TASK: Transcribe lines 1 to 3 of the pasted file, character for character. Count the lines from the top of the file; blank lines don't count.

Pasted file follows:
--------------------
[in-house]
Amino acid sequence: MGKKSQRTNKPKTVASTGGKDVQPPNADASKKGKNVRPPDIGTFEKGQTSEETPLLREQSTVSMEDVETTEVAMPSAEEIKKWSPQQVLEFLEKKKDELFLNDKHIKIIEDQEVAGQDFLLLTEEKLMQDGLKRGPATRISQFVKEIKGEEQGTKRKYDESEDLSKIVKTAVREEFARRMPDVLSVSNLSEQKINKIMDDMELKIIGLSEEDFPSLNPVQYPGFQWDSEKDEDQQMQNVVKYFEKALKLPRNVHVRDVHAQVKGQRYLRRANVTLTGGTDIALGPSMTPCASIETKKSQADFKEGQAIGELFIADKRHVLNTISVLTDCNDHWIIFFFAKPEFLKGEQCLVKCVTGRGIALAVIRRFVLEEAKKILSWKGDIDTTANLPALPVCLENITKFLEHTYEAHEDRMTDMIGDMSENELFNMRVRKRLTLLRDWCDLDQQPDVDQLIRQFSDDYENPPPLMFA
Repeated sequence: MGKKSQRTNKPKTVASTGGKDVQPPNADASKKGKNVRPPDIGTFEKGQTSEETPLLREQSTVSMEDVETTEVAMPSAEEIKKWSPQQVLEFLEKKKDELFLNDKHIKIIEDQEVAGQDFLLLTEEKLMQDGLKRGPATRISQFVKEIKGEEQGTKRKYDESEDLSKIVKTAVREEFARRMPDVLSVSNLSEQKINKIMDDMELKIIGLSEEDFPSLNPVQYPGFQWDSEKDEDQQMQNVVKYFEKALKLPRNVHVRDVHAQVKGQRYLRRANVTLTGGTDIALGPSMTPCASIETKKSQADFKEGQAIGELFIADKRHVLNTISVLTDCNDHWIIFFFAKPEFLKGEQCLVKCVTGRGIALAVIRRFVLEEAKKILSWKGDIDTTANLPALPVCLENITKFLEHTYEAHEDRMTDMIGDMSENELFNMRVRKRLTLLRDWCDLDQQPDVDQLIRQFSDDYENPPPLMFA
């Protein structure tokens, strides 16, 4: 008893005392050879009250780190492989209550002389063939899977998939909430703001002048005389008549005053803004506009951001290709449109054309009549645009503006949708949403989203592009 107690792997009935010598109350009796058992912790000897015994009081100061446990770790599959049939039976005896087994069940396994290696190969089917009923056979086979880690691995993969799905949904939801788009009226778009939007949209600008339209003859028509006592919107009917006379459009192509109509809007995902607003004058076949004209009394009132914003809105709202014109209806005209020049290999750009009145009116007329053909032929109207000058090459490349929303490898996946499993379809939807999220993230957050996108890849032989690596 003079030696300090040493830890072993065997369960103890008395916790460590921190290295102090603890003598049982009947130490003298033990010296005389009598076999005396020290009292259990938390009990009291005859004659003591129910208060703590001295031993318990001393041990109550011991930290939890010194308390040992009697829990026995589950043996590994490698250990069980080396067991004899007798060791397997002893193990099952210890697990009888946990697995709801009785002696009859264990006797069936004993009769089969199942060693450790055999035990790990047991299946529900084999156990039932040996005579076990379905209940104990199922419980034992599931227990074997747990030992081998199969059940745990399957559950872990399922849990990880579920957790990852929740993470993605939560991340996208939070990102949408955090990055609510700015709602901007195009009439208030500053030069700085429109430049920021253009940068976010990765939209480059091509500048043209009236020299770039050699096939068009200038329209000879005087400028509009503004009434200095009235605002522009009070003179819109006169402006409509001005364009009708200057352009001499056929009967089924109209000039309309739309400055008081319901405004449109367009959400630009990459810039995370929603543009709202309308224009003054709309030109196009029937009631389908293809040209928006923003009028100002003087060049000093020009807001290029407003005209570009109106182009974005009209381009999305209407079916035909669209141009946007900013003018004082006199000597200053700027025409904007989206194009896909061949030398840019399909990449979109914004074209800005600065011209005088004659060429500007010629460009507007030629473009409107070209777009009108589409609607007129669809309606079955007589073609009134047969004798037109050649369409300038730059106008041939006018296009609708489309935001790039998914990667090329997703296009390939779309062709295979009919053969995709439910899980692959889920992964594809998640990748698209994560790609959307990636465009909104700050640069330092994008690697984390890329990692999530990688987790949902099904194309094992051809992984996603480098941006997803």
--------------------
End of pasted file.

[in-house]
Amino acid sequence: MGKKSQRTNKPKTVASTGGKDVQPPNADASKKGKNVRPPDIGTFEKGQTSEETPLLREQSTVSMEDVETTEVAMPSAEEIKKWSPQQVLEFLEKKKDELFLNDKHIKIIEDQEVAGQDFLLLTEEKLMQDGLKRGPATRISQFVKEIKGEEQGTKRKYDESEDLSKIVKTAVREEFARRMPDVLSVSNLSEQKINKIMDDMELKIIGLSEEDFPSLNPVQYPGFQWDSEKDEDQQMQNVVKYFEKALKLPRNVHVRDVHAQVKGQRYLRRANVTLTGGTDIALGPSMTPCASIETKKSQADFKEGQAIGELFIADKRHVLNTISVLTDCNDHWIIFFFAKPEFLKGEQCLVKCVTGRGIALAVIRRFVLEEAKKILSWKGDIDTTANLPALPVCLENITKFLEHTYEAHEDRMTDMIGDMSENELFNMRVRKRLTLLRDWCDLDQQPDVDQLIRQFSDDYENPPPLMFA
Repeated sequence: MGKKSQRTNKPKTVASTGGKDVQPPNADASKKGKNVRPPDIGTFEKGQTSEETPLLREQSTVSMEDVETTEVAMPSAEEIKKWSPQQVLEFLEKKKDELFLNDKHIKIIEDQEVAGQDFLLLTEEKLMQDGLKRGPATRISQFVKEIKGEEQGTKRKYDESEDLSKIVKTAVREEFARRMPDVLSVSNLSEQKINKIMDDMELKIIGLSEEDFPSLNPVQYPGFQWDSEKDEDQQMQNVVKYFEKALKLPRNVHVRDVHAQVKGQRYLRRANVTLTGGTDIALGPSMTPCASIETKKSQADFKEGQAIGELFIADKRHVLNTISVLTDCNDHWIIFFFAKPEFLKGEQCLVKCVTGRGIALAVIRRFVLEEAKKILSWKGDIDTTANLPALPVCLENITKFLEHTYEAHEDRMTDMIGDMSENELFNMRVRKRLTLLRDWCDLDQQPDVDQLIRQFSDDYENPPPLMFA